Thompson kicked off a 24-hour tour in Brooklyn, encouraging people to vote Tuesday.

“If people come out and vote I’m confident I’ll do well,” Thompson said during a campaign stop in Flatbush.

Although he’s second in the latest poll, Thompson told a cheering crowd outside City Hall during another campaign stop that when the votes are in, he will be triumphant, 1010 WINS’ Stan Brooks reported.

“Over the next few hours, it’s the things that you do that will determine what direction this city goes in,” Thompson said. “Let’s knock on those doors, let’s make those phone calls, let’s reach out to people on the street.”

Bill Thompson at a campaign stop on Sept. 9, 2013 (credit: Stan Brooks/1010 WINS)

Bill Thompson at a campaign stop on Sept. 9, 2013 (credit: Stan Brooks/1010 WINS)

Despite coming in fourth place in a number of recent polls, former congressman Anthony Weiner said he’s still holding out hope that he’ll do well enough to make a runoff when New Yorkers head to the voting booths on Tuesday.

He said he’s not in a place to endorse any of his challengers because the voters haven’t made their voices heard yet.

“I only know one way to run a campaign; it’s based on issues, it’s based on not famous people endorsing me, it’s telling people we’re going to change the direction of the city and that’s what I’m focused on today,” Weiner told WCBS 880 on Monday afternoon.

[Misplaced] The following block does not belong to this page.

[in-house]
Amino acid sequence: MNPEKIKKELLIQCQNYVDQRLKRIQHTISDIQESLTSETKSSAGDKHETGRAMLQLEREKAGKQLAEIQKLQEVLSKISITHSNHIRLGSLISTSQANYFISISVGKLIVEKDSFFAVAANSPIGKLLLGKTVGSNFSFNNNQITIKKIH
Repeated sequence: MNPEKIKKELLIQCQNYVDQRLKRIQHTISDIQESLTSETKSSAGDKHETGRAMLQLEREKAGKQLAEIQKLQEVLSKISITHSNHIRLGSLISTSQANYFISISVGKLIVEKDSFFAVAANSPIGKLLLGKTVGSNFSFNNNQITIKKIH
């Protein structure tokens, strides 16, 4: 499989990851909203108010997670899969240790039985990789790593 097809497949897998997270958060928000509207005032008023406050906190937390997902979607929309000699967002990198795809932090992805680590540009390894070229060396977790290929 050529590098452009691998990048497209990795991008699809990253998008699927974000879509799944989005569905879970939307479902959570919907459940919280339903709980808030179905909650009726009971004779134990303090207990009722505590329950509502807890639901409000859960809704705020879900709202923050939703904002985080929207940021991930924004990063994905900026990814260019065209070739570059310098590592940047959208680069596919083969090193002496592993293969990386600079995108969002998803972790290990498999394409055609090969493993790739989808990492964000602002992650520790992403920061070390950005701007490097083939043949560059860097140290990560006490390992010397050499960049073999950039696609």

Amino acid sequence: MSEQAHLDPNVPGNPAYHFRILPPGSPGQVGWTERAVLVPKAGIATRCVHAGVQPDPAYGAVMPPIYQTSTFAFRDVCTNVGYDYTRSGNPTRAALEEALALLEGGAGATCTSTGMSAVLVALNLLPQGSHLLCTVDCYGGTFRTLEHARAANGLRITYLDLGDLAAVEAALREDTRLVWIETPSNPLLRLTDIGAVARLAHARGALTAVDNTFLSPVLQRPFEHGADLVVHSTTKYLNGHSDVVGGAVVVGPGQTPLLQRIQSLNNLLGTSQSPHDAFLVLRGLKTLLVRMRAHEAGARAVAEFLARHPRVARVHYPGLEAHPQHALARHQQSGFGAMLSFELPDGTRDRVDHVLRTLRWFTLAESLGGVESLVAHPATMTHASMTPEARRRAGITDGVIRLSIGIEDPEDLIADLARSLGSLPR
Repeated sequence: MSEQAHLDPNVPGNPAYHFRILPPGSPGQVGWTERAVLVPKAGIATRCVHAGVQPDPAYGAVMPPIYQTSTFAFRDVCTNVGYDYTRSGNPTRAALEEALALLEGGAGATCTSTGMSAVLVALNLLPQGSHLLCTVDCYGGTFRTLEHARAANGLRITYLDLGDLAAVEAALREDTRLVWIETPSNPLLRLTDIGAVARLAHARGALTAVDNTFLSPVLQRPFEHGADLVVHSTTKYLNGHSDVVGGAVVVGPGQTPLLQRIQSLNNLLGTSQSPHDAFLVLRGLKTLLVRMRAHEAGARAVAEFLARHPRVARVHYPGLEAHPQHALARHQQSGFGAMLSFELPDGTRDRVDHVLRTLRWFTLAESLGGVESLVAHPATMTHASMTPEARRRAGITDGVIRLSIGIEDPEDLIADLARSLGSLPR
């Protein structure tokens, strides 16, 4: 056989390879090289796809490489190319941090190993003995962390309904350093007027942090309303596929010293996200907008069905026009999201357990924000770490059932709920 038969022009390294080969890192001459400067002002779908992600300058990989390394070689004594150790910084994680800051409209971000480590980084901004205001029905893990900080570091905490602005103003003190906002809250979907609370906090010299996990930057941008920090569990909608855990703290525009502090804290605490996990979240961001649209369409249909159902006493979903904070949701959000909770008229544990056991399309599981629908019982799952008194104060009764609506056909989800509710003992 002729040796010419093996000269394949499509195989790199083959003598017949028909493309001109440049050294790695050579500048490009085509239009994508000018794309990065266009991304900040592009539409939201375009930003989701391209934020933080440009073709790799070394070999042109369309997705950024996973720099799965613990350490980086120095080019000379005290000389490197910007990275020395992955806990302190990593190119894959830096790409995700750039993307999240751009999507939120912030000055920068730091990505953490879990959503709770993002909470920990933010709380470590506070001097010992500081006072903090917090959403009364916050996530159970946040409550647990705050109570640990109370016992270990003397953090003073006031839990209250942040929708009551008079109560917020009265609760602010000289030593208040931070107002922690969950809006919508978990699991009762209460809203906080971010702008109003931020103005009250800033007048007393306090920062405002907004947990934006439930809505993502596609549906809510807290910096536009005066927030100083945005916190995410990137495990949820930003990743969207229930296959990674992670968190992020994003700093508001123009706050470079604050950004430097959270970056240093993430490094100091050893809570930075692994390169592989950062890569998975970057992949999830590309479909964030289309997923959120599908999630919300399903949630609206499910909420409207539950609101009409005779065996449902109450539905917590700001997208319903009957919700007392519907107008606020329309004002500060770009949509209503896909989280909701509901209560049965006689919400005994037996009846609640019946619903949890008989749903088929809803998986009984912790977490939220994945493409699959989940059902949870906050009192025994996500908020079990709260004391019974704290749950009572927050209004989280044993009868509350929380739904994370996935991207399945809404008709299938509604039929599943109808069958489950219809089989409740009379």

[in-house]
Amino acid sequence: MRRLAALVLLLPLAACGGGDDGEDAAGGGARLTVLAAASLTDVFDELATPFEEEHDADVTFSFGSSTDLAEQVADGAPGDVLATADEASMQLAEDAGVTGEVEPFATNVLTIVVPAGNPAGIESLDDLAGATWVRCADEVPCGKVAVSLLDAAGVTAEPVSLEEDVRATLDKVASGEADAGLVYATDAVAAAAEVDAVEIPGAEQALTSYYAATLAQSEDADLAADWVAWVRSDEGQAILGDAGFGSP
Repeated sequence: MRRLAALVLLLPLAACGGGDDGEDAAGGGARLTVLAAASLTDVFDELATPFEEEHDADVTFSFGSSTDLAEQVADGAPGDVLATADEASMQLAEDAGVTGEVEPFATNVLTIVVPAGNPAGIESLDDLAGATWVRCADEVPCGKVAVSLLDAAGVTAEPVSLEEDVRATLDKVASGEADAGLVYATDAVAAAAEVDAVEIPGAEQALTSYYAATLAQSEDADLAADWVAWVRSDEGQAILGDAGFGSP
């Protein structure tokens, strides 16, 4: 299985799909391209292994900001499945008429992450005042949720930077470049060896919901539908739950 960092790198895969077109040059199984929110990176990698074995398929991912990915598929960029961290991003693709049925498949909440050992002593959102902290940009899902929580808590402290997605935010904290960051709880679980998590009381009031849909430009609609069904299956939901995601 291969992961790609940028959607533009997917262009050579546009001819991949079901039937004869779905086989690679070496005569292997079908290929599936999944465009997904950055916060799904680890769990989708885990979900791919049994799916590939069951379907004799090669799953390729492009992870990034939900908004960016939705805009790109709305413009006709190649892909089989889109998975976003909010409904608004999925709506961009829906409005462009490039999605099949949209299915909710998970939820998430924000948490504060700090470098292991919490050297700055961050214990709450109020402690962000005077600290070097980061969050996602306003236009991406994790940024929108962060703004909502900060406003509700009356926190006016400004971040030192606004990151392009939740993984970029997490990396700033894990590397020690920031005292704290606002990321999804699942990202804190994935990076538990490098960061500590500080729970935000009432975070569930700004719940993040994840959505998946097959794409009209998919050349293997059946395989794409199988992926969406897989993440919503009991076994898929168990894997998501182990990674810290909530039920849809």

When asked whether the revelations of a sexting scandal brought down his campaign for mayor, Weiner simply responded “yeah.”

“I’m an imperfect messenger for the best ideas in this campaign and I’ve been an underdog ever since I got in. It wasn’t exactly like I got in and went right to the top. I got in and had to push past a lot of pushback,” Weiner told WCBS 880. “But I have absolute confidence in the idea that the ideas are what people want.”

“There’s no doubt about it, what people know about my personal life has been a hindrance and I’ve got no one to blame but myself,” said the former congressman.

Weiner did not answer a question about whether he’ll seek political office in the future if he loses the mayoral race.

REPUBLICANS LOOK TO CONTINUE WINNING STREAK

Though outnumbered by Democrats in the city 6-to-1, the GOP has won the last five mayoral elections. (Bloomberg was an independent running on the Republican line four years ago.)

Joe Lhota, the former MTA chairman who received acclaim for steering the transit agency through Superstorm Sandy last fall, has led the polls all campaign. A former deputy mayor to Rudolph Giuliani, Lhota has pledged to maintain the city’s record low crime rates.

His primary challenger is John Catsimatidis, a billionaire grocery store magnate who has unleashed a series of blistering attack ads on Lhota, including one that mocks the front runner for dismissing Port Authority police officers as “mall cops.” Catsimatidis has spent more than $4 million of his own money on the race, but that’s a far cry from the $102 million Bloomberg spent four years ago.

Polls in the five boroughs are open from 6 a.m. to 9 p.m. Tuesday. Experts do not believe turnout will be high.

Voters can find their polling place at http://www.elections.ny.gov.